Waking: A Memoir of Trauma and Transcendence is a book where Matthew Sanford shares his own story without judgment, protection, and sentimentality.1 It’s a book about appreciating and believing in your own experience.2
At the age of thirteen, Matthew was in a car accident that killed his father and sister. It also left him paralyzed from the chest down.3 Matthew met his yoga teacher, Jo Zukovich, twelve years later.4 This changed his life and lead to an exploration of the possibilities of yoga and paralysis together.
Jo Zukovich had the patience and foresight not to force the Iyengar system of yoga onto Matthew’s body. Instead, Jo had faith in the system’s underlying principles. Iyengar emphasizes alignment and precision. Jo and Matthew discovered that alignment and precision increase mind-body integration regardless of paralysis.5
The mind is not strictly confined to a neurophysiological connection with the body. Matthew discovered that if he listens inwardly to his whole experience, he can actually feel into his legs. It is simply a matter of learning to listen to a different level of presence, a form of presence that subtly connects the mind to the body.6 Matthew describes this form of awareness a tingling, a sense of hum.7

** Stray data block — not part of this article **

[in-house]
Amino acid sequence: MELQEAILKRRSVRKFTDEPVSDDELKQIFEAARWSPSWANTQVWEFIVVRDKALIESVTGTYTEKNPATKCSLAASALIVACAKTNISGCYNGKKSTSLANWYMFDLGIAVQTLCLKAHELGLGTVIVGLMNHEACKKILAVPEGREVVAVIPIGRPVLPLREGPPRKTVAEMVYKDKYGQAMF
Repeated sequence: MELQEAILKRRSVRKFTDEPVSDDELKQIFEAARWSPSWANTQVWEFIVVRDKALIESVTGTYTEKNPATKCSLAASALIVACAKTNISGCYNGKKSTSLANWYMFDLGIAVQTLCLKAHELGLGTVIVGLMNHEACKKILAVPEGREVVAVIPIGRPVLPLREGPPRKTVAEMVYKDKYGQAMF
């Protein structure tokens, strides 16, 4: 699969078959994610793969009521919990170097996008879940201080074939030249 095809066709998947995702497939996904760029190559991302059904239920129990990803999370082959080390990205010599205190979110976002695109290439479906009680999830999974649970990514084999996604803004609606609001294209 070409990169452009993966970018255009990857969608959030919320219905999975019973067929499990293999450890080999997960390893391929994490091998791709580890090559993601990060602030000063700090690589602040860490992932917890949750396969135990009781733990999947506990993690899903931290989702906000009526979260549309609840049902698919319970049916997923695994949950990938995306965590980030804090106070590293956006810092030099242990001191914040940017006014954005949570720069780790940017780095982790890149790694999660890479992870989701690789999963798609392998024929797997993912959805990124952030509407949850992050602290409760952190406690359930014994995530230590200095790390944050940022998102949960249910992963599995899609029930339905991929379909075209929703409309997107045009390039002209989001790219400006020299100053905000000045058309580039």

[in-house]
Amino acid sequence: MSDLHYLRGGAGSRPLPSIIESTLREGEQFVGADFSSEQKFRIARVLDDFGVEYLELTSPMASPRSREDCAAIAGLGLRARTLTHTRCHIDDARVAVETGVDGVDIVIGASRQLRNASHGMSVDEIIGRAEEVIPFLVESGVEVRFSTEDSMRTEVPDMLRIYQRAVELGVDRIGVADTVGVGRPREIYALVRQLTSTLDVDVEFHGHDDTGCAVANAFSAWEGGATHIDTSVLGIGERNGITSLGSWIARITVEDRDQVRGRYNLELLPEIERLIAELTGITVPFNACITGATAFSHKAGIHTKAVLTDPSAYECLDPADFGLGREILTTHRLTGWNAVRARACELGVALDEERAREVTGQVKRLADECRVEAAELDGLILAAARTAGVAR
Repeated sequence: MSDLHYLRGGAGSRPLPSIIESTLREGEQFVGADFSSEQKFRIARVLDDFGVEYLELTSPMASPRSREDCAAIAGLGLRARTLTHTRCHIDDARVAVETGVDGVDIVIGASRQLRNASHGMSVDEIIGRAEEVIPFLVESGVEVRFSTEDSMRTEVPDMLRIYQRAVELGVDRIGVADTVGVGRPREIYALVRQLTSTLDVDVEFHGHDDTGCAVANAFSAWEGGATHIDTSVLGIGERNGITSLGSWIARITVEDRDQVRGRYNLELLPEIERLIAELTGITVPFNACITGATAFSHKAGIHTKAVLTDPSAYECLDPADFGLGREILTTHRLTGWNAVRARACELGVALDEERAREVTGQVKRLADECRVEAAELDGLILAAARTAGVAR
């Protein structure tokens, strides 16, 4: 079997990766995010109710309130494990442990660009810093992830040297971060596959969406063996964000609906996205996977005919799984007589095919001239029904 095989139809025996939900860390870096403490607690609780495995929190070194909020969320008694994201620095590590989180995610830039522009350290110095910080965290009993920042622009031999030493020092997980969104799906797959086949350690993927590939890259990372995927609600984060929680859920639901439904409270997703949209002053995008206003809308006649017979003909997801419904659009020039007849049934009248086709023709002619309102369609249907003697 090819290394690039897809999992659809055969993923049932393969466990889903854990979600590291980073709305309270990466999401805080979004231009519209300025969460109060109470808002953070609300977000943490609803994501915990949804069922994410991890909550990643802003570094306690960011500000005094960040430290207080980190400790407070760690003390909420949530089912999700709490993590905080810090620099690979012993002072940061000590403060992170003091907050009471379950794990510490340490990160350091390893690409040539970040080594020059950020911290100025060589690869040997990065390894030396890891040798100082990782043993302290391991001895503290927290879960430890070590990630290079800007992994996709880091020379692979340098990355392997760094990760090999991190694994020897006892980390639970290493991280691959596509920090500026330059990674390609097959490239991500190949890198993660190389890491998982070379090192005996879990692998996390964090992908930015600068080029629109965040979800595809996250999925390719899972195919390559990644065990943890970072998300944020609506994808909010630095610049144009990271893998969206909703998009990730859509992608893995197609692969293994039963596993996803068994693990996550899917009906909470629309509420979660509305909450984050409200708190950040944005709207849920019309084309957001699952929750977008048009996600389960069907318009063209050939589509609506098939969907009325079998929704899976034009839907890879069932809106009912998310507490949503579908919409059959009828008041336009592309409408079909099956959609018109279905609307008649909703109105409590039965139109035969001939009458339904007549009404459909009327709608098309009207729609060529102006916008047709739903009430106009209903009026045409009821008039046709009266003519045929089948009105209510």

Although Matthew’s life has taken much away, it has also revealed a powerful insight. The outer layer of Matthew’s legs and torso have been stripped away through the paralysis, but he has also learned to experience a more direct contact with an inner presence of consciousness. The silence Matthew encountered within his paralysis is the nexus within his mind-body relationship.8
Matthew’s memoir is a page-turning story, which I find most fascinating. Life presents its purpose and beauty in all sorts of ways.9 The challenge is to step more deeply into our lives, to stay open to our own experience — to not deny it, but rather to simply have it.
1 Matthew Sanford, Waking: A Memoir of Trauma and Transcendence (Rodale, 2006), p. 245.
3 Ibid., p. xv.
4 Ibid., p. 161.
5 Ibid., p. 188.
6 Ibid., p. 193.
7 Ibid., pp. 194, 198.
8 Ibid., p. 200.
9 Ibid., p. 233.